Born to the water

It seemed our subject was born to the water. And boyhood summers at least in his memory were all about the beach and swimming lessons and the ice cream sandwiches from the small concession stand. At 13 he was too small to pass life-saving, but that didn’t stop his love for the water. He never put in the effort to be a great swimmer but he got by, better than most. The water seemed to fulfill something that seemed missing in him. An astrologer once described it like this: his planets were in earth, air and fire, but none in water. So naturally he was drawn to water, so as to add his missing element and make him more whole. So ever since he was a child, he sought out the water as much as possible. 

But not just water, chlorine always gave him a rash. He required water in it’s natural setting, a lake, a river, a sea or an ocean. And he would swim fearlessly, once even jumping from a bridge, based on a friends dare, into shallow water which could have broken his neck. 

But that served him as no cautionary tale. He swam in storms when there was lightning, when the waves were high and the threat of rip tide was eminent. The lifeguard’s red flag meant nothing to him.  If  he was near the water, it was almost impossible to convince him to not go in.

But then one day he suddenly changed. It was not that his love of water had changed, for he still sought the water at every chance. And if given the opportunity would choose vacations, day trips and sudden jaunts just to be near the water. But now, even though he still loved the water just the same, he would no longer go in, not even just a bit, not even to walk along the beach in the waves. 

If something happened to cause this, he told no one, not even his wife or children. And no one could think of a defining event that caused this new aversion. All of a sudden, it seemed, he just changed.

Now whenever he was near the water, he would just stare out. It was almost but not quite a blank stare. It was impossible to know what he was thinking. It didn’t seem like he feared the water and it also didn’t seem like he missed being in it. It’s as if he would stare out there, let his mind go blank, like day dreaming, but not just a reverie like a leaf on the wind, but instead intent like a guided journey,  like a train with many stops and changes of passengers or like an oarman rowing against the current to who knows what end.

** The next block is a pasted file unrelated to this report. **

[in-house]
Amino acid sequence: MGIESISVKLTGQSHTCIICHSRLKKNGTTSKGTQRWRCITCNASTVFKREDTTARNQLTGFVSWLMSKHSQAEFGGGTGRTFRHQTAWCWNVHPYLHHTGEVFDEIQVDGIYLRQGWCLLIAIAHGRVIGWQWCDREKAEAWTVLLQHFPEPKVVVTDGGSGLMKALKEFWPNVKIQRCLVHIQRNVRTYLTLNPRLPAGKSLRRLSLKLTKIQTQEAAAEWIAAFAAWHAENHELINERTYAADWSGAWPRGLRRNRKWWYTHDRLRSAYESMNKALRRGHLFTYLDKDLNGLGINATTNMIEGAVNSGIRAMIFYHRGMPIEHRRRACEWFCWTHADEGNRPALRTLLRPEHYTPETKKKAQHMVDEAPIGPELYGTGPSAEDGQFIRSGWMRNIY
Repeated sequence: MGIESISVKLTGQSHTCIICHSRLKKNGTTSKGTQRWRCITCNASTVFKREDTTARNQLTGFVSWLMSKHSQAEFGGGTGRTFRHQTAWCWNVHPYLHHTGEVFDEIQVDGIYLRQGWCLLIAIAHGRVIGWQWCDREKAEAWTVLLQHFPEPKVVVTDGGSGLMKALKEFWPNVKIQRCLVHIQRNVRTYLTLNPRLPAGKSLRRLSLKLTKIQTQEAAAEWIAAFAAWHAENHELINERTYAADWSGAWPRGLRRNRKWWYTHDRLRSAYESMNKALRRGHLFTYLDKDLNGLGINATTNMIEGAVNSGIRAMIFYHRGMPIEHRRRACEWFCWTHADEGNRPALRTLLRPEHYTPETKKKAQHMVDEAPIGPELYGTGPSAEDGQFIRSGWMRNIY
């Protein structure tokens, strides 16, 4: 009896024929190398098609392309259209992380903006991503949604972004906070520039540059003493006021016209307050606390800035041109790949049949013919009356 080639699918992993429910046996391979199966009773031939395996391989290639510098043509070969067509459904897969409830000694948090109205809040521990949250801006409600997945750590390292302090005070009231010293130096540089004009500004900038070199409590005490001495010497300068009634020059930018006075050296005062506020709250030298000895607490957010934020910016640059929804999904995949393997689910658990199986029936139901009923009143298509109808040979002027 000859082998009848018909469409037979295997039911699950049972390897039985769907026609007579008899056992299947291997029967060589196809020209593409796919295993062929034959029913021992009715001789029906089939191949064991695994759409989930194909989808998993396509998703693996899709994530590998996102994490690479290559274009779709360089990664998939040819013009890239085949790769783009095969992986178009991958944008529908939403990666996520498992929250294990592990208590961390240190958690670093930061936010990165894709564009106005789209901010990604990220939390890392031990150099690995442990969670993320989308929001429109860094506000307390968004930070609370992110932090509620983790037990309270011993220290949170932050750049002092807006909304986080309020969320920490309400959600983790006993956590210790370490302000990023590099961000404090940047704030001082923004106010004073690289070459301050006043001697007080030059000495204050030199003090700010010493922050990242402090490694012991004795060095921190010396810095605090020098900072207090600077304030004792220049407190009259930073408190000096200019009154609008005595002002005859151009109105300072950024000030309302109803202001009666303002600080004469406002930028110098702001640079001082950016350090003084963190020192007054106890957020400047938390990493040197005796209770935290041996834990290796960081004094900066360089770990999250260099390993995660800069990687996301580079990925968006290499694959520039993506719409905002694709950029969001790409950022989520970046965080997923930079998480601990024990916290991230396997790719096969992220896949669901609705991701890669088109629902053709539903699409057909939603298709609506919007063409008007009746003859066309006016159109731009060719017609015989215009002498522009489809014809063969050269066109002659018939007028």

The flags were red that day. There had just been a tropical storm to the south, now passed, which meant extremely high waves and delight to surfers, but danger to lone swimmers. He stared intently out at the ocean and thought he saw just the head of someone far out there. The waves where cresting at 12 feet or more. And the head almost like a specter, disappeared from sight with the crest of each new wave. 

He wondered if the swimmer was in trouble. It did seem that he was trying to use the power of each wave to bring him closer to shore. But with each wave, he remained as far out as before. Was he struggling, was he beginning to panic? Did he know that you should never panic. That if you are caught in a rip tide, you must stay calm and swim parallel to the shore until the rip tide releases you. 

He wondered if the swimmer knew all of this. And it seemed to him that the swimmer had indeed begun to panic, that he had become desperate to get back to shore as quickly as he could. He knew the swimmer should not make the mistake to panic, but he also knew that when someone is deeply fearful, that it was hard to think clearly. When you are wondering if you are going to suddenly die, that’s all you can think of. Like it or not, fight or flight takes over and any rational thought gets pushed far to the back. If you are thinking you are going to die, that becomes the only thing you can think of. You wonder if this is how it will end for you.  Just a dumb decision to go out into the ocean when the flags are red.  Then suddenly lost at sea, unable to reach shore, too exhausted to keep struggling and finally finding death by the final wave that takes you; drowns you, makes it impossible for you to continue to breathe or continue any longer. 

For a long time, he wondered about the swimmer so far out for so long. And then the solitary head just disappeared from sight, drown or somehow brought to safety. Yet no one on the beach seemed to be screaming at the loss of their loved one or jubilant about their safe return. So it what happened to the swimmer remained a mystery.

And he wondered if he had just imagined it all. The water had that power over him these days. He would stare out there for hours sometimes and no one knew what he was thinking. Perhaps he let his own reverie get the better of him. The swimmer was something he imagined, a mirage on the waves. There was no danger, no fear of drowning, no last thoughts. 

And for a short while he thought that the specter of the drowning  man should mean something more to him,  that maybe it represented a pivot point, a catalyst for some type of change. Maybe it was time to venture back into the water again. And for awhile he did think this would be a good idea. But then a sudden wind came up. A bit of aftermath of the tropical storm was arriving on the beach. It was starting to rain. Maybe it was time to just head for home.

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